Reuniting families in Worthing
PUBLISHED: 00:16 23 December 2011 | UPDATED: 20:28 20 February 2013
Canadian troops spent many months in Sussex during the Second World War. Worthing man Chris Vowles reunites children born to Canadian fathers with their families through his website Canadian Roots
Chris Vowles has been looking for his father for the last 18 years. He knows that he was a Canadian solider serving in Britain during World War Two. He knows that his fathers name was Charles and that he was around 42 years old when he came to Britain. Chris has even had his DNA tested and put on file. He has searched tirelessly but Canadian privacy laws, along with the fact that for a fathers name to be on the birth certificate they either had to be married to the mother or present at the birth, have prevented him from ever finding his Canadian family.
However, this hasnt stopped Chris from reuniting 79 other Canadian war children with their families over the past three years. Chris has worked on over 200 cases, from Kathi Mullins in Canada who is looking for her half sister in Sussex, to Dave Petts from Worthing who has discovered that he has eight Canadian half-brothers and sisters.
An estimated 22,000 children were born to Canadian fathers during the Second World War. The 1st, 2nd and 3rd Canadian Infantry Divisions and other formations spent many months in Sussex. Together with British troops, they became involved in a series of exercises across Southern England. As a result, a lot of the children born to Canadian fathers are from Sussex, many of which were to unmarried women.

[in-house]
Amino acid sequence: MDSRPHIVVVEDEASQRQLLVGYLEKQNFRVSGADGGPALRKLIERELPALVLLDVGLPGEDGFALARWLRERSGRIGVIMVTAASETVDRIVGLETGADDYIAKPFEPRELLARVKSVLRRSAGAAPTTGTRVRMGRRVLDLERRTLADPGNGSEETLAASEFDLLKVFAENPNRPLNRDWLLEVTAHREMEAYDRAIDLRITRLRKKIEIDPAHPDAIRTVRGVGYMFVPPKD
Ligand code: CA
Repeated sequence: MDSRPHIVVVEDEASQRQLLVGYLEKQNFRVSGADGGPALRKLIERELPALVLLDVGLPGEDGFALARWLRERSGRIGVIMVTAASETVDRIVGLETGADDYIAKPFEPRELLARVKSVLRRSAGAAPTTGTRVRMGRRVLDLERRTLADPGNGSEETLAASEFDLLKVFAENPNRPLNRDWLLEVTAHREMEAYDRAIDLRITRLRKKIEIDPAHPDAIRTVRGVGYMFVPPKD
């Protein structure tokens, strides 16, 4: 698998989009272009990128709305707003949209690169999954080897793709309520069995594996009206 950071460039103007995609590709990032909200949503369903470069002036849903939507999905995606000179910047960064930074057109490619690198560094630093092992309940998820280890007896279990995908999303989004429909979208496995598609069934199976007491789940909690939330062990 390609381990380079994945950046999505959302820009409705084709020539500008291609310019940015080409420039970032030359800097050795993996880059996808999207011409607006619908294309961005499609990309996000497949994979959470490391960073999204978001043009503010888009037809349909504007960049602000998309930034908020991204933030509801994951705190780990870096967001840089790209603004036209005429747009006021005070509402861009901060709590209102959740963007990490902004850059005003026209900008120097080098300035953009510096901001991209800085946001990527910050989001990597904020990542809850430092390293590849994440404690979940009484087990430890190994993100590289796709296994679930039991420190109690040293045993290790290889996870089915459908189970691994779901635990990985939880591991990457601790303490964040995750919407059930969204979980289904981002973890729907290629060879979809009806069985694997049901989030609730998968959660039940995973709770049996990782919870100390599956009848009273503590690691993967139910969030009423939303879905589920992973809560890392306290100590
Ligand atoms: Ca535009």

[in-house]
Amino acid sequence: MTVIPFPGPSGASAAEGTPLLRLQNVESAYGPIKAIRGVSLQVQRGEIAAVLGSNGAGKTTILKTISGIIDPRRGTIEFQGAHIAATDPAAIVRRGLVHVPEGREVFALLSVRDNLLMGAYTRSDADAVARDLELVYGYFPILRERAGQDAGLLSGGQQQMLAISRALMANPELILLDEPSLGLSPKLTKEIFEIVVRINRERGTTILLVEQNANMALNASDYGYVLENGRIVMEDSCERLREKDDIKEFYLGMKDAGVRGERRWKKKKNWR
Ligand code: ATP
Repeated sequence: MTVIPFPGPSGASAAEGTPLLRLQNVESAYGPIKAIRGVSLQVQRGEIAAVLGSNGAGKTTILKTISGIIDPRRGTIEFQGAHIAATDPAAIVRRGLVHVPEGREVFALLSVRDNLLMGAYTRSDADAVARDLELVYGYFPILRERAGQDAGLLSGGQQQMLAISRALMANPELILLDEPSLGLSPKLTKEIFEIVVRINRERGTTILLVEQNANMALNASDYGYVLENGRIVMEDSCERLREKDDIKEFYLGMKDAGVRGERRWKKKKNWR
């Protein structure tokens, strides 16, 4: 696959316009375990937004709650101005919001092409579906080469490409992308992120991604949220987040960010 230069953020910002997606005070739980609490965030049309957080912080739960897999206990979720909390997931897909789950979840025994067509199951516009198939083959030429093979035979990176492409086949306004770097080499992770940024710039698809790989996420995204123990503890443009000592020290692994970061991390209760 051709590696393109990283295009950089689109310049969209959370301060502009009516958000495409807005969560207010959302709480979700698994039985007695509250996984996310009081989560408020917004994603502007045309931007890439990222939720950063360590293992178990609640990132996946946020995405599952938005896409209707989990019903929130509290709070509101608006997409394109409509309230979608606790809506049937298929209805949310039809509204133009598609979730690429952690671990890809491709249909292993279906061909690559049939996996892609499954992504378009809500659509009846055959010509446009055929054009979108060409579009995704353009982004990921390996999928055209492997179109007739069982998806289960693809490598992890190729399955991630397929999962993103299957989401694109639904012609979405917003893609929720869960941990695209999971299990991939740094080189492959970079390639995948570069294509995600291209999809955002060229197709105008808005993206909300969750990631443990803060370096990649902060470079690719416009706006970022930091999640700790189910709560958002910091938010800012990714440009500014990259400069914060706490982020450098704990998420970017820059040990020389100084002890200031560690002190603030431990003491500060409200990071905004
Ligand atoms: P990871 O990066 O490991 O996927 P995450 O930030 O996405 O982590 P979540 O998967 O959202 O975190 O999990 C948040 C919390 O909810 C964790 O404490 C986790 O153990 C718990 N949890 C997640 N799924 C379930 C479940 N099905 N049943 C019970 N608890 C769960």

To these women the stigma of being an unmarried mother often resulted in the child being given up for adoption. Many who tried to trace their boyfriend had very little luck after regiments were moved on. Even those women who had married Canadian soldiers found that the marriage was bigamous.
Chris set up the website Canadian Roots in 2008 to allow children fathered by Canadian soldiers, who are now in their sixties, to trace their living Canadian families.
There are two of us: me and a volunteer, Grace, a probate genealogist in Canada. We dont charge a fee. We dont need money, just knowledge, time and research, says Chris.
It takes a minimum of four hours out of my day. I have to review all the cases, communicate with my contacts in Canada, think of new ways to approach finding these men and their families. Its far more than a hobby.
The response we get makes it well worth it. People cry with happiness when I call them with information about their families.
Jan Elsey, from Brighton, had a photograph of her Canadian father, along with a letter of deed poll changing her name to her fathers. Chris and Grace used this information to trace her father and his family.
My fathers niece got in contact and sent me photographs of him and his grave, as he had sadly passed away a few years previously. I must admit that my eldest son looks a lot like him.
I feel like I have a better understanding of my past now especially when the doctor asks for my medical history. Before I had no idea, then my fathers niece filled me in.